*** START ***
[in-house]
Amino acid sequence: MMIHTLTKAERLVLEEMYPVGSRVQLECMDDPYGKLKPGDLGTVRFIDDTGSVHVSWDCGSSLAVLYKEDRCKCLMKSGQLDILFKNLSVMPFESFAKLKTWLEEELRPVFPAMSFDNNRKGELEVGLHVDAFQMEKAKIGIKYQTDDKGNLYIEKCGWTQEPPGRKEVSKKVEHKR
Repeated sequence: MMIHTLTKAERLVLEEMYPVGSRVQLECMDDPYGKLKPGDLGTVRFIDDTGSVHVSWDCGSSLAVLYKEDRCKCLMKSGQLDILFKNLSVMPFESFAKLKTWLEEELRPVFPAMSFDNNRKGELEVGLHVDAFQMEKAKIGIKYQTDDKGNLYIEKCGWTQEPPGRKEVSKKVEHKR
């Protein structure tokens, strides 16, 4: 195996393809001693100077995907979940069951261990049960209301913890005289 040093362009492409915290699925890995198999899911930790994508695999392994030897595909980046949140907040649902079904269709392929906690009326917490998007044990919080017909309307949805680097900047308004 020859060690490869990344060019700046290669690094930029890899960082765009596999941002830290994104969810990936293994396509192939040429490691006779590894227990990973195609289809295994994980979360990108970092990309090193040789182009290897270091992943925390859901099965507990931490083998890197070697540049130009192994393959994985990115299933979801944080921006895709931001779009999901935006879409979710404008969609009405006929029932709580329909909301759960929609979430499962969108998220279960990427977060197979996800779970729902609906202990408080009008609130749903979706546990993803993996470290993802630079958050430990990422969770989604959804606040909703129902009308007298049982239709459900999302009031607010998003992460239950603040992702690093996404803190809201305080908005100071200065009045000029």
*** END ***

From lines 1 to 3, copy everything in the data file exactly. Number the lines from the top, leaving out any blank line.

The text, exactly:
[in-house]
Amino acid sequence: MMIHTLTKAERLVLEEMYPVGSRVQLECMDDPYGKLKPGDLGTVRFIDDTGSVHVSWDCGSSLAVLYKEDRCKCLMKSGQLDILFKNLSVMPFESFAKLKTWLEEELRPVFPAMSFDNNRKGELEVGLHVDAFQMEKAKIGIKYQTDDKGNLYIEKCGWTQEPPGRKEVSKKVEHKR
Repeated sequence: MMIHTLTKAERLVLEEMYPVGSRVQLECMDDPYGKLKPGDLGTVRFIDDTGSVHVSWDCGSSLAVLYKEDRCKCLMKSGQLDILFKNLSVMPFESFAKLKTWLEEELRPVFPAMSFDNNRKGELEVGLHVDAFQMEKAKIGIKYQTDDKGNLYIEKCGWTQEPPGRKEVSKKVEHKR